‘An education gap that needs to be bridged’: bfinance’s Gosrani on natural capital

Target returns from carbon offset funds range from 5-14%, according to bfinance's head of ESG and responsible investment.

Following the news earlier this week that Stafford Capital’s carbon offset fund had reached a first close, New Private Markets checked in with Sarita Gosrani, director of ESG and responsible investment at investment consultant bfinance, to get her perspective on how the market is seeing natural capital. Here’s what she said:

What is the general view from LPs regarding natural capital?

We have seen an uptick in activity around timberland and agriculture mandates over the last 6 months. This has been fairly varied in terms of both investors’ risk profile (core or value-add) and objectives (whether purely financial or carbon offset driven, or both). There is however an education gap that needs to be bridged to move more investors to implementing these strategies and seeing the potential benefits of doing so particularly from a positive impact perspective.

Are you aware of many carbon offset funds (ie funds which have carbon credits revenue built into its return profile)? Why might local authority pension funds be keen to invest?

We now see more than 20 funds with this return profile, more than half of which are timber or forestry driven.

Local authorities have the long-time horizon needed for this type of investment which also provides diversification. Secondly as investors make net-zero commitments these strategies can play a role in providing offsets which can be used in later years. This is facing some controversy at the moment with the net-zero asset owner alliance potentially moving carbon credits off the tool kit.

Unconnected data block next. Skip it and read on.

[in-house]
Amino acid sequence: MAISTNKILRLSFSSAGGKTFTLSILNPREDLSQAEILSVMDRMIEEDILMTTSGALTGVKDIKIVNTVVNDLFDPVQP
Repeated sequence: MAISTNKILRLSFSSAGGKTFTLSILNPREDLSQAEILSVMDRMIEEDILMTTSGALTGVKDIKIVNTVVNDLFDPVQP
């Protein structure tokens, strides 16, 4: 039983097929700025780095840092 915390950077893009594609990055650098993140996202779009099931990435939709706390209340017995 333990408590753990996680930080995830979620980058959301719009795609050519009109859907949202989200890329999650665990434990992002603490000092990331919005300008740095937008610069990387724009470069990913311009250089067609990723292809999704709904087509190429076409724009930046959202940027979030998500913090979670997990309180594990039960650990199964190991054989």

What kind of returns are these funds promising their LPs? Are such returns realistic?

Target net IRR or total return among these funds ranges from 5-14 percent dependent on geography and the type of carbon project targeted. The returns come from commercial end life of the strategy as well as carbon credits.

There is a level of uncertainty as with anything on the returns derived from offsets. Projected returns rely on a manager’s own estimation of carbon pricing which will need to be crystallised in the future were we have no certainty.

In fact, we often see managers base the target return solely on the financial returns projected but providing some scenario analysis on total returns based on estimated carbon pricing.

There are new strategies in the market (especially in the UK and broader Europe) which target natural capital investments which do not deliver a consistent financial revenue stream, including those projects which are focused exclusively on conservation/restoration activities of agriculture land, woodlands and coastal mangroves. For these strategies, the entire financial return will be on realising these credits, or in holding the equivalents to offset their own portfolio. We see a mixture of fund approaches on giving LPs the optionality here, or in selling the credits to realise returns at the end of the fund life.

We will likely see new entrants in the natural capital market, dependent on the carbon pricing and the consistency of these prices. As an example, agriculture managers are behind the timberland market in terms of quantifying carbon credits deliverable and marketing the target the offset potential of investments, but many have suggested they will enter the market in the US based on carbon pricing reaching a certain threshold.

Do you think we will see more managers incorporating voluntary carbon credits into their products?

There will need to be a solid investment case for this. There’s an aspect of speculation. In any case it is more important to see how managers are engaging with their underlying companies to reduce emissions rather than buy offsets and continue with BAU.